“I’m on the west side, across from you.”
He picked up the binoculars and got them to focus on the far side, about a mile across the lake. He could see five of the summer houses on the other side. All of them had jetties. He knew the Sinclair house, occupied year-round, was one of those five, but he wasn’t sure which one it was. She’d said it was blue. There were two blue houses. He wouldn’t ask what shade of blue... she’d swear at him in frustration.
“Can you raise your arm and wave? I should be able to see you.”
“I think so. Why?”
“So that I can see you. I’m using binoculars to scan that shore. I see a blue house.”
He saw her almost immediately. She was just visible, waving some cloth from the end of the jetty, as she’d said.
“I see you.”
She continued waving. She hadn’t heard him. He knew the house now. One of that family had died just last week. Heart problems and booze. It had taken them too long to bring him in. They’d thought he was drunk and acting up, which he usually had done. They’d killed him with stupidity.
She got back to him. “Did you see me?” She’d been unable to talk while she’d waved.
“Yes, I can see where you are… opposite the surgery. Blue house. I’ll be there as fast as I can.” He thought about his options, and he decided.
“I’ll be ten, fifteen minutes.” A boat was the easiest way.
“Thank you. I’ll be here.” There was still a spark of dry humor there. She would be stuck there if she couldn’t move, cooking to a crisp in the sun. He’d better not drive. That would take too long, at least an hour, maybe two. She might not last that long before she lost it.
“And thanks.” At least she now knew that help was on the way.
That was twice, or maybe three times she’d thanked him. She didn’t usually thank anyone.
He’d ask the other important questions when he got there and could size her up, not sure what would greet him.
The other side of the lake was hard to get to, by road anyway, taking a long detour down into town before crossing the river on one of the two narrow bridges. It was a much shorter trip across the lake. She was in pain, and the sun was fierce. The motorboat was out of the water, being worked on, so that was ‘out’, but he had his sea-kayak. Maybe he would get out after all.
After he’d seen to her, he’d be gone in one direction or the other for the rest of the day, so he’d dress for that. He still might have to get her to the hospital.
For her part, Cassie felt relieved. Help was on the way. She must have got Doc Robertson’s son.
Oh lord. How would she handle this? She knew him, and he knew her… sort of.
Of all the things to happen to her…
There was one consolation. He didn’t know her by sight.
Let him think she was Megan. She’d deal with correcting that when they met properly, and in a better setting, later, when she could become Cassie again, and could deny any and all of this.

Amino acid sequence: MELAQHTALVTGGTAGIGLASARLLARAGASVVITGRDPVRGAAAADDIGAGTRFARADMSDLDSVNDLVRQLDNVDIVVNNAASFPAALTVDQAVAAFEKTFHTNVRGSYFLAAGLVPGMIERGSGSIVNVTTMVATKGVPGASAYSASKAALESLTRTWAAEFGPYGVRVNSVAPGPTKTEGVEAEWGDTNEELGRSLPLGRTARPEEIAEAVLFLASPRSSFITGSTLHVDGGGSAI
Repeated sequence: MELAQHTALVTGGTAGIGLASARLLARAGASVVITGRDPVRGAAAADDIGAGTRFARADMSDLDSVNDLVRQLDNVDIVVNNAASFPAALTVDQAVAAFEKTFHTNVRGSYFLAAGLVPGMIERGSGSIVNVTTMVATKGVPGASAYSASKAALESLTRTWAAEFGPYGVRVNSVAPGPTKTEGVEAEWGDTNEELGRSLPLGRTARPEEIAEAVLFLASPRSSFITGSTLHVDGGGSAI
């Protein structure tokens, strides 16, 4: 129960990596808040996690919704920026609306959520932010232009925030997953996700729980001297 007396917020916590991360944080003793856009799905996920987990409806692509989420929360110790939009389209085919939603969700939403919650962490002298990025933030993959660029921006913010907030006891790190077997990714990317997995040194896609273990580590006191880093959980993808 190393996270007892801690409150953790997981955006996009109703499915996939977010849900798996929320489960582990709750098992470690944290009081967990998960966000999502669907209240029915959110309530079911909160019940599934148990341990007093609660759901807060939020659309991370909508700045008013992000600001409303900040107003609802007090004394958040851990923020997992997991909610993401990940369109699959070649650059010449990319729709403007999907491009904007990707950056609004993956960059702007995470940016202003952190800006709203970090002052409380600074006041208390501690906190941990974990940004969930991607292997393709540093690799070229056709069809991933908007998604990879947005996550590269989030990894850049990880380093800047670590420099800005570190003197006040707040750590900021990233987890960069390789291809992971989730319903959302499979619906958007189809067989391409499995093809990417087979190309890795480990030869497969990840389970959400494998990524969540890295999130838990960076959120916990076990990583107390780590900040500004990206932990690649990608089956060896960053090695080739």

She’d heard that Malcolm was practicing medicine in town. Still, beggars couldn’t be choosers. She should have asked to speak to his mother first, for moral support. She would have known what to do.
Cassie had never actually met their son, face to face as she’d wanted to, though she’d stayed many times, overnight at their house for weeks and even months, stretching to years, when her own family had become impossible.
Malcolm had rarely been home after the first few weeks, and so they’d never had chance to actually meet, to be introduced. His mother had seen to that, keeping them well away from each other. She knew her son, and she’d known about her.
She still remembered that first night, when her life had changed for the better. She’d become so desperate, she’d swum across the lake in the dark, to escape her tormenting sister and her impossible boyfriends, who’d had bad intentions, sexual intentions, for both of the Sinclair girls. She’d been thirteen. Escaping that, and them, had been the best decision she’d ever made.
Mrs. Robertson, her teacher, had said very little when she’d heard her tap at her door, wet and shivering, as well as scared. She’d taken one look at her and had welcomed her and taken her in, getting her showered, dry, warm, into a pair of her son’s older pyjamas, and into a warm bed.
She’d stayed there after that, never going back home again. Her own family didn’t even miss her. One less mouth to feed.
Malcolm, Mrs. Robertson’s son, had been finishing high school, studying for exams, and also had been working various jobs, so he was never home very much to know anything, and then, a few months after that, he’d gone to university, quite far away. Their paths had crossed very rarely after that, which suited his mother.
They’d lived in two completely separate, and different worlds, in the same house.
She’d often seen him sleeping in his own room, sprawled out across his bed as she’d gone to school the following morning, but they’d never physically met, no matter how long she stayed there.
He was five years older than she was, so he’d never have, ‘seen’ her, anyway unless he’d tripped over her. Boys only saw older girls. Except… they, had… become aware of each other, and in interesting ways that had only become more interesting with time. They had been an ingenious pair, gradually working around, behind, his mother, but even so, they’d never met.
Now, she was twenty-three, so he must be twenty-seven, or twenty-eight.
While she waited for him to get to her, she picked up the scraps of bikini again and tried to lay them over her where they would hide the most critical parts of her anatomy. Fat chance of them hiding anything! What would he think of her? It was mortifying.
She’d have to put up with the embarrassment. She screamed internally. There was not a damned thing she could do about it, now. Not only that, but she’d got the other doctor Robertson, his son, Malcolm. She’d get to meet him face to face at last… except in an even more embarrassing way, and not in the gentle, formal way that she’d anticipated and looked forward to.
“What would he say? Would he recognize her?” Unlikely.
She’d die of shame, if not, of embarrassment. She should never have come back for the funeral.
Her phone went again. It was her sister, Meg, no doubt wondering if Cassie had found her phone on the sideboard, and where was she?
She ignored it. This, was more important than having to deal with her crazy sister.